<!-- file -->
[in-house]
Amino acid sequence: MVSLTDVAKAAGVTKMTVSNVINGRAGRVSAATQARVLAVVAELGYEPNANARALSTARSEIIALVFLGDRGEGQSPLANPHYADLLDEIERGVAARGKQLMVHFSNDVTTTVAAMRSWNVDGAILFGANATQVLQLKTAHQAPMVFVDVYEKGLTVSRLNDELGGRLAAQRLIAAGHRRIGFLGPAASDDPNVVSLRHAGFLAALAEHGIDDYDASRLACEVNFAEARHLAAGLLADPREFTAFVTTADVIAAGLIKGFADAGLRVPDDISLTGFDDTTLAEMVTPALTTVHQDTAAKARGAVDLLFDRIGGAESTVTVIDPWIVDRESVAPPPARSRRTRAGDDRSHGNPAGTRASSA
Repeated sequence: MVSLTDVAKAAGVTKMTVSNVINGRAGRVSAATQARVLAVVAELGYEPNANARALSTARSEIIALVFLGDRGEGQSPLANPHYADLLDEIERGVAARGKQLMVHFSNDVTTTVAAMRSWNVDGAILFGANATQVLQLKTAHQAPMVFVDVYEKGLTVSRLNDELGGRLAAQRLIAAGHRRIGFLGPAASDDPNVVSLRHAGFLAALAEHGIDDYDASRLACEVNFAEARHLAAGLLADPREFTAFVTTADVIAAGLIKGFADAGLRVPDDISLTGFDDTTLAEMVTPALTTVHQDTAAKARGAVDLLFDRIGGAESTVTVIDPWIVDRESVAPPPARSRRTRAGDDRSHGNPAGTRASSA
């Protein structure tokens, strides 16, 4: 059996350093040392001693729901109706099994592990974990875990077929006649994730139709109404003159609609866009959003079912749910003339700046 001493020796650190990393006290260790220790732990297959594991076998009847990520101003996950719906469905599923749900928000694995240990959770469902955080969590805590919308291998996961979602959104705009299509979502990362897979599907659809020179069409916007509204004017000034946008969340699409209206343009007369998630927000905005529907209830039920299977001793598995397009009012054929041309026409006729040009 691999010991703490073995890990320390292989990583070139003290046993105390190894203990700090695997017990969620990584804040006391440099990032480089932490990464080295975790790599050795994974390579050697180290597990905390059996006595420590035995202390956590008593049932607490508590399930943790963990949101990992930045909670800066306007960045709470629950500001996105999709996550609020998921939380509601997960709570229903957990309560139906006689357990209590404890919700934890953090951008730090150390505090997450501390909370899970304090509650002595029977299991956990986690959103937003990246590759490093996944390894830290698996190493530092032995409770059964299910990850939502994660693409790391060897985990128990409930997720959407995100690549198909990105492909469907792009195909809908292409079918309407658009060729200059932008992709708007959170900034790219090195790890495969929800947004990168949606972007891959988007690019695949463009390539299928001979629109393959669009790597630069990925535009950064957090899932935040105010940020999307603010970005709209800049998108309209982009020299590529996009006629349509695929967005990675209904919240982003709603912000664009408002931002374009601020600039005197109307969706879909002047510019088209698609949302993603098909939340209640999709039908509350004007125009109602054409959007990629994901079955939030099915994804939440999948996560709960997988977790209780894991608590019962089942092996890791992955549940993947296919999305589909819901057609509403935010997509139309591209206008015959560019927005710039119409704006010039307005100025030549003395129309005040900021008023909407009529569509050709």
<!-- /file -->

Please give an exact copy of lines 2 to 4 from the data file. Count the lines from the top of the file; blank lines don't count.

Amino acid sequence: MVSLTDVAKAAGVTKMTVSNVINGRAGRVSAATQARVLAVVAELGYEPNANARALSTARSEIIALVFLGDRGEGQSPLANPHYADLLDEIERGVAARGKQLMVHFSNDVTTTVAAMRSWNVDGAILFGANATQVLQLKTAHQAPMVFVDVYEKGLTVSRLNDELGGRLAAQRLIAAGHRRIGFLGPAASDDPNVVSLRHAGFLAALAEHGIDDYDASRLACEVNFAEARHLAAGLLADPREFTAFVTTADVIAAGLIKGFADAGLRVPDDISLTGFDDTTLAEMVTPALTTVHQDTAAKARGAVDLLFDRIGGAESTVTVIDPWIVDRESVAPPPARSRRTRAGDDRSHGNPAGTRASSA
Repeated sequence: MVSLTDVAKAAGVTKMTVSNVINGRAGRVSAATQARVLAVVAELGYEPNANARALSTARSEIIALVFLGDRGEGQSPLANPHYADLLDEIERGVAARGKQLMVHFSNDVTTTVAAMRSWNVDGAILFGANATQVLQLKTAHQAPMVFVDVYEKGLTVSRLNDELGGRLAAQRLIAAGHRRIGFLGPAASDDPNVVSLRHAGFLAALAEHGIDDYDASRLACEVNFAEARHLAAGLLADPREFTAFVTTADVIAAGLIKGFADAGLRVPDDISLTGFDDTTLAEMVTPALTTVHQDTAAKARGAVDLLFDRIGGAESTVTVIDPWIVDRESVAPPPARSRRTRAGDDRSHGNPAGTRASSA
């Protein structure tokens, strides 16, 4: 059996350093040392001693729901109706099994592990974990875990077929006649994730139709109404003159609609866009959003079912749910003339700046 001493020796650190990393006290260790220790732990297959594991076998009847990520101003996950719906469905599923749900928000694995240990959770469902955080969590805590919308291998996961979602959104705009299509979502990362897979599907659809020179069409916007509204004017000034946008969340699409209206343009007369998630927000905005529907209830039920299977001793598995397009009012054929041309026409006729040009 691999010991703490073995890990320390292989990583070139003290046993105390190894203990700090695997017990969620990584804040006391440099990032480089932490990464080295975790790599050795994974390579050697180290597990905390059996006595420590035995202390956590008593049932607490508590399930943790963990949101990992930045909670800066306007960045709470629950500001996105999709996550609020998921939380509601997960709570229903957990309560139906006689357990209590404890919700934890953090951008730090150390505090997450501390909370899970304090509650002595029977299991956990986690959103937003990246590759490093996944390894830290698996190493530092032995409770059964299910990850939502994660693409790391060897985990128990409930997720959407995100690549198909990105492909469907792009195909809908292409079918309407658009060729200059932008992709708007959170900034790219090195790890495969929800947004990168949606972007891959988007690019695949463009390539299928001979629109393959669009790597630069990925535009950064957090899932935040105010940020999307603010970005709209800049998108309209982009020299590529996009006629349509695929967005990675209904919240982003709603912000664009408002931002374009601020600039005197109307969706879909002047510019088209698609949302993603098909939340209640999709039908509350004007125009109602054409959007990629994901079955939030099915994804939440999948996560709960997988977790209780894991608590019962089942092996890791992955549940993947296919999305589909819901057609509403935010997509139309591209206008015959560019927005710039119409704006010039307005100025030549003395129309005040900021008023909407009529569509050709």